Author Ellen Javernick shares with Alzheimers.net a look into an Alzheimer’s countdown, and how the disease has personally impacted her and her father’s life.
We laughed at dad’s response when the doctor asked, “John, can you tell me the name of the president?”
“Of course I can’t,” said my father. “Don’t you know I have Alzheimer’s?”
We all knew it, and that’s why we were in the office.
My brilliant father’s mental processes had declined so significantly that we were making arrangements for him to be admitted into a long term care facility. Our visit was to determine whether he met the criteria for “acceptance.”
As difficult as it had been to watch Dad decline, I’d been sustained by my background in early childhood education. The changes I’d seen in him were just the reverse of those I saw in the young children I worked with. That gave me ideas for ways we could support Dad as he regressed.
Eight’s known as the age of reason and children are pretty independent. When Dad first became aware of his own memory problems, he was able to continue with most of the activities he’d enjoyed earlier. He did, however, retire from his job as a pathologist.
Shortly after that, he began to act more like a seven year old. Because of my experience with seven year olds, I could help my Mom ensure Dad’s success and reduce some of his frustration. His beloved bridge became too complex, but he enjoyed bingo, simple puzzles and helping with the cooking. Seven year olds are pretty self-sufficient in their personal care and Dad was too, especially when Mom reduced the number of choices he had to make.
Six year olds are just starting to read. It’s at this stage that people with Alzheimer’s begin to lose that ability. Dad’s medical journals were no longer suitable, but the library had a whole section of easy-to-read adult books. Dad loved helping, and Mom kept him busy with familiar routine jobs. Six year olds don’t drive, and of course we couldn’t let Dad drive either.
Five year olds like to feel independent, unfortunately it was at this stage that mom had to restrict activities he’d been able to do previously. No amount of explaining helped Dad understand why he couldn’t go fishing alone. We tried to focus on activities he could do. Though biking alone was out, tandem biking was fun. How proud he was of the garden they planted, and although Mom was ultimately responsible for their dog, she made him feel that Woofy was his job.
Four year olds need lots of supervision but they need companionship too. That’s why, at this point, Mom found adult day care worked well for Dad. Like his four year old counterparts, he had little sense of time, and drove us crazy with repeated questions like, “when’s dinner?” We learned that it was easier to just answer the question than to try to give an explanation. We learned too, to accept comments and actions that weren’t appropriate. When Dad told the neighbor her house smelled, Mom just had to grin and bear it.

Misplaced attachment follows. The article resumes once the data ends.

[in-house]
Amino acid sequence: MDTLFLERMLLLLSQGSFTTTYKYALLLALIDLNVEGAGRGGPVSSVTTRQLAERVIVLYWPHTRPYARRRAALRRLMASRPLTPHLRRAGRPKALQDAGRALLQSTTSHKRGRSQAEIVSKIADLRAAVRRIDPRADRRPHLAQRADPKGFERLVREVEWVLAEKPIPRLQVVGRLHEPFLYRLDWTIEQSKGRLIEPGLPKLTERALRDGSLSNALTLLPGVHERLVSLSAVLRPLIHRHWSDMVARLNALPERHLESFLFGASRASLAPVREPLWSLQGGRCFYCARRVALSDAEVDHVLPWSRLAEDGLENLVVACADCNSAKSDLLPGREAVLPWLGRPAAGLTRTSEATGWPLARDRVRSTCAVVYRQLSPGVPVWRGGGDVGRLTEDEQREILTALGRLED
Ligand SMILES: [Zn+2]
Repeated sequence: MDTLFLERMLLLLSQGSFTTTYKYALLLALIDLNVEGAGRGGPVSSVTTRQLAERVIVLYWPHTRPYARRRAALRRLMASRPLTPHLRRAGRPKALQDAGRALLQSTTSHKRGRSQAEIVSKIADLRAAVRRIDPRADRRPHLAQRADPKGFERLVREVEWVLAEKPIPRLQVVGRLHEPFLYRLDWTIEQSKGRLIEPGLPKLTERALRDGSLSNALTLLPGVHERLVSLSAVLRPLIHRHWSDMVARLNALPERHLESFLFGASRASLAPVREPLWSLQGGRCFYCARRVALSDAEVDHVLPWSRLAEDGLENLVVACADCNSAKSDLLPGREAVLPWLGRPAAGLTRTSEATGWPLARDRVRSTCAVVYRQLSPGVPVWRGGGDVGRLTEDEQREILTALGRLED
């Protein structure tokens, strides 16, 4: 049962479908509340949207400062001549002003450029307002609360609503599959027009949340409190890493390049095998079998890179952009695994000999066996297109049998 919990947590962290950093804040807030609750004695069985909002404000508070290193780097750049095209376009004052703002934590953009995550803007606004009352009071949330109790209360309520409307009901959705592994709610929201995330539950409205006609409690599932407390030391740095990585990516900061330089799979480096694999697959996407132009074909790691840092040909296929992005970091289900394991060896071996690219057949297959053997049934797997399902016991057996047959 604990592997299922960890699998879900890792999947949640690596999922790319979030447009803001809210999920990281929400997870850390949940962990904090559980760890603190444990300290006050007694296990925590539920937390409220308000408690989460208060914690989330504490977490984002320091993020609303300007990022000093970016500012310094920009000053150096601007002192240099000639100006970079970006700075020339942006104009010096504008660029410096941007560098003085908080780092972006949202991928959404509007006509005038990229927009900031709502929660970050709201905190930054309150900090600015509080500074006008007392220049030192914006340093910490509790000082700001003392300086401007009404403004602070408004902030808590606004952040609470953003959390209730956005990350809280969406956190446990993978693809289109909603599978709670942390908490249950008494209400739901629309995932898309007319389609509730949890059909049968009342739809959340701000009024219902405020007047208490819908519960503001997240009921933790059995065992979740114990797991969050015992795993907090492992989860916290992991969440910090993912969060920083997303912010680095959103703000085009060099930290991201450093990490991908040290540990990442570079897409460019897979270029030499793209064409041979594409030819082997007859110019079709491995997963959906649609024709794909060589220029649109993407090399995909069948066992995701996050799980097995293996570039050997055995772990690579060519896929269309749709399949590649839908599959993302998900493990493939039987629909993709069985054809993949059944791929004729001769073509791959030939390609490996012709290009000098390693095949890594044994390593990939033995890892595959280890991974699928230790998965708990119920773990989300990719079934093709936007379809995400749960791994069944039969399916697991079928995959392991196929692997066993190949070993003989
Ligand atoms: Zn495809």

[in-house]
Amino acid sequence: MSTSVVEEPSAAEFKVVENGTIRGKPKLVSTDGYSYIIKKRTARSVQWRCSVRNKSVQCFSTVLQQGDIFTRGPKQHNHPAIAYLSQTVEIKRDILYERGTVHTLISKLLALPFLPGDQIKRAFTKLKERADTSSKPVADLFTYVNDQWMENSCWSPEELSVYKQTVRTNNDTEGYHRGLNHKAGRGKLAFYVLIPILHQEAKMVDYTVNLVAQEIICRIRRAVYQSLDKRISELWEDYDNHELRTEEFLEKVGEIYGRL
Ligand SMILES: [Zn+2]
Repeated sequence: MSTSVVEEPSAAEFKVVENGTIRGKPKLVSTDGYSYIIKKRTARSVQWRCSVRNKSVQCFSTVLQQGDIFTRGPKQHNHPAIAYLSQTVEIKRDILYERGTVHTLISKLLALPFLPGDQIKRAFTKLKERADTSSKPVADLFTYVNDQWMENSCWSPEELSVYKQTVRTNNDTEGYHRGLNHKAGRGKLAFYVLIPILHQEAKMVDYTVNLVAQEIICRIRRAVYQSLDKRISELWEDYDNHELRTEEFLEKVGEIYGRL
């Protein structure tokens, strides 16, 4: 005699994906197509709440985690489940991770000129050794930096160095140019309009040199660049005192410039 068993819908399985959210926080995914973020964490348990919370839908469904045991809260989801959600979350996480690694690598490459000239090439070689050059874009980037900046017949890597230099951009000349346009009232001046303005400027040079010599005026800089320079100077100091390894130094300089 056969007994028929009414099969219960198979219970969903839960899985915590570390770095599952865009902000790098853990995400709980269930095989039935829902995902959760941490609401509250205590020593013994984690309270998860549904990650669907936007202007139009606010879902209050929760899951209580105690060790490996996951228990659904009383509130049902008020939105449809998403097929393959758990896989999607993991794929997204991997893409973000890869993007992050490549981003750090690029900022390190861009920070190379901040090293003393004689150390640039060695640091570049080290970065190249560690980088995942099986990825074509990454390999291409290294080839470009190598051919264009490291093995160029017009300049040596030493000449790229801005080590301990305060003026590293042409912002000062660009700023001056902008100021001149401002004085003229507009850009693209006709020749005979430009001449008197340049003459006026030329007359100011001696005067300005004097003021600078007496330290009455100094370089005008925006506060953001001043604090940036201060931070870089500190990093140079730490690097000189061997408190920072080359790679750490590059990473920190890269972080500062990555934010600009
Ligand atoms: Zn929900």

Three year olds can still dress themselves. They can undress themselves too. People with Alzheimer’s often lack inhibitions. Mom picked clothes for Dad that helped avoid problems. Dad’s hobby had been wood working. Though letting him use power tools was no longer safe, he loved gluing the wood scraps she kept for him. Children who are three sometimes throw temper tantrums. At this stage Dad did too. We had to remind ourselves that we’d kick and scream too if we’d lost the ability to do simple tasks that we’d done just weeks earlier.
Two year olds have the reputation for being “terrible.” They’re really not, but they are exhausting. So too are their adult counterparts. They respond well to phrases like “Let’s take off our coats, Dad and we’ll put them in the closet.” Toddlers are happy with generic words like “drink.” The inability to recall the exact words is, for adults at this stage, most frustrating. Once Dad completely melted down when he wanted a Triscut but he could only say cookie. Finger food is the watchword for folks young or old in this stage, and music makes everyone happy. Dad especially liked his old favorites. He loved compliments on the clothes Mom picked for him to choose from. He was entertained by the same computer programs that entertain young children.
When your loved one is in the final stages of an Alzheimer’s countdown it seems like you’ve a baby in the family again. Even though Dad had been “accepted” into a long term care facility at this point, Mom was still his chief caregiver. After he could no longer talk, he’d clap each day when he saw her coming. At the end, he could sense her comforting presence just as an infant senses that a loved one is near.
How have you supported a loved one with Alzheimer’s through the disease? Do you have suggestions for other Alzheimer’s caregivers? Share your suggestions with us in the comments below.
In addition to being a kindergarten teacher in Loveland, Colorado, Ellen Javernick is a children’s book author. Her two most popular books are “The Birthday Pet” and “What If Everybody Did That?” Her articles and stories have appeared in numerous publications for adults as well as for children.
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